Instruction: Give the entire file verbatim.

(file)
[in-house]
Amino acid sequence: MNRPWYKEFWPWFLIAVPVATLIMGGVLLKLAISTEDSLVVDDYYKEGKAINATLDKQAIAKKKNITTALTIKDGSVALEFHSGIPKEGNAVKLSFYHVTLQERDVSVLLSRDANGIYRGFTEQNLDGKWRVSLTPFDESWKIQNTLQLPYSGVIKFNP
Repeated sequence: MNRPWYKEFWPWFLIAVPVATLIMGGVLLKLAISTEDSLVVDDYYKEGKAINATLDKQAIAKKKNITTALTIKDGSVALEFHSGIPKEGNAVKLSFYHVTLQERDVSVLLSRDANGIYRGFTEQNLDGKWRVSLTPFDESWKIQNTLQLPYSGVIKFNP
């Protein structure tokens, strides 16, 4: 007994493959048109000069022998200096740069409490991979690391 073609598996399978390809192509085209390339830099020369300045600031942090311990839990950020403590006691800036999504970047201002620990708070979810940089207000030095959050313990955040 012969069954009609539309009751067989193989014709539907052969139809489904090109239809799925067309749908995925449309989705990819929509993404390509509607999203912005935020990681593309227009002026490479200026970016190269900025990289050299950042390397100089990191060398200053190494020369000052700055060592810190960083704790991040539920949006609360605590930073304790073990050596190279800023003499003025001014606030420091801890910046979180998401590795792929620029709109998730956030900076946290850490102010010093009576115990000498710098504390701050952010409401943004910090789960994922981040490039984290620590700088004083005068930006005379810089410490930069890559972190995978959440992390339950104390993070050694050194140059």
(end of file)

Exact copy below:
[in-house]
Amino acid sequence: MNRPWYKEFWPWFLIAVPVATLIMGGVLLKLAISTEDSLVVDDYYKEGKAINATLDKQAIAKKKNITTALTIKDGSVALEFHSGIPKEGNAVKLSFYHVTLQERDVSVLLSRDANGIYRGFTEQNLDGKWRVSLTPFDESWKIQNTLQLPYSGVIKFNP
Repeated sequence: MNRPWYKEFWPWFLIAVPVATLIMGGVLLKLAISTEDSLVVDDYYKEGKAINATLDKQAIAKKKNITTALTIKDGSVALEFHSGIPKEGNAVKLSFYHVTLQERDVSVLLSRDANGIYRGFTEQNLDGKWRVSLTPFDESWKIQNTLQLPYSGVIKFNP
């Protein structure tokens, strides 16, 4: 007994493959048109000069022998200096740069409490991979690391 073609598996399978390809192509085209390339830099020369300045600031942090311990839990950020403590006691800036999504970047201002620990708070979810940089207000030095959050313990955040 012969069954009609539309009751067989193989014709539907052969139809489904090109239809799925067309749908995925449309989705990819929509993404390509509607999203912005935020990681593309227009002026490479200026970016190269900025990289050299950042390397100089990191060398200053190494020369000052700055060592810190960083704790991040539920949006609360605590930073304790073990050596190279800023003499003025001014606030420091801890910046979180998401590795792929620029709109998730956030900076946290850490102010010093009576115990000498710098504390701050952010409401943004910090789960994922981040490039984290620590700088004083005068930006005379810089410490930069890559972190995978959440992390339950104390993070050694050194140059």